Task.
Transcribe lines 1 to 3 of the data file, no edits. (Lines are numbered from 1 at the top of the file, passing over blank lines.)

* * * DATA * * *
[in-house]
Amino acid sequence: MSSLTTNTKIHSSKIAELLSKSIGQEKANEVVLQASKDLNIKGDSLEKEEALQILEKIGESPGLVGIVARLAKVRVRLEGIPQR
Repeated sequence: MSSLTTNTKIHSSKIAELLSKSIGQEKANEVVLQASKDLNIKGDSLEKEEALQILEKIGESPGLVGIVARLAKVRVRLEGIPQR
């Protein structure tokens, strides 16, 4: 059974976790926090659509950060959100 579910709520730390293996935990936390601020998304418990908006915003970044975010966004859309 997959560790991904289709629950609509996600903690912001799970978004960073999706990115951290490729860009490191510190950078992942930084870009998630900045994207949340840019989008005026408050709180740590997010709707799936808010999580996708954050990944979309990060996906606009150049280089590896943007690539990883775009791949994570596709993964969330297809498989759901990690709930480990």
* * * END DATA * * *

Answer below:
[in-house]
Amino acid sequence: MSSLTTNTKIHSSKIAELLSKSIGQEKANEVVLQASKDLNIKGDSLEKEEALQILEKIGESPGLVGIVARLAKVRVRLEGIPQR
Repeated sequence: MSSLTTNTKIHSSKIAELLSKSIGQEKANEVVLQASKDLNIKGDSLEKEEALQILEKIGESPGLVGIVARLAKVRVRLEGIPQR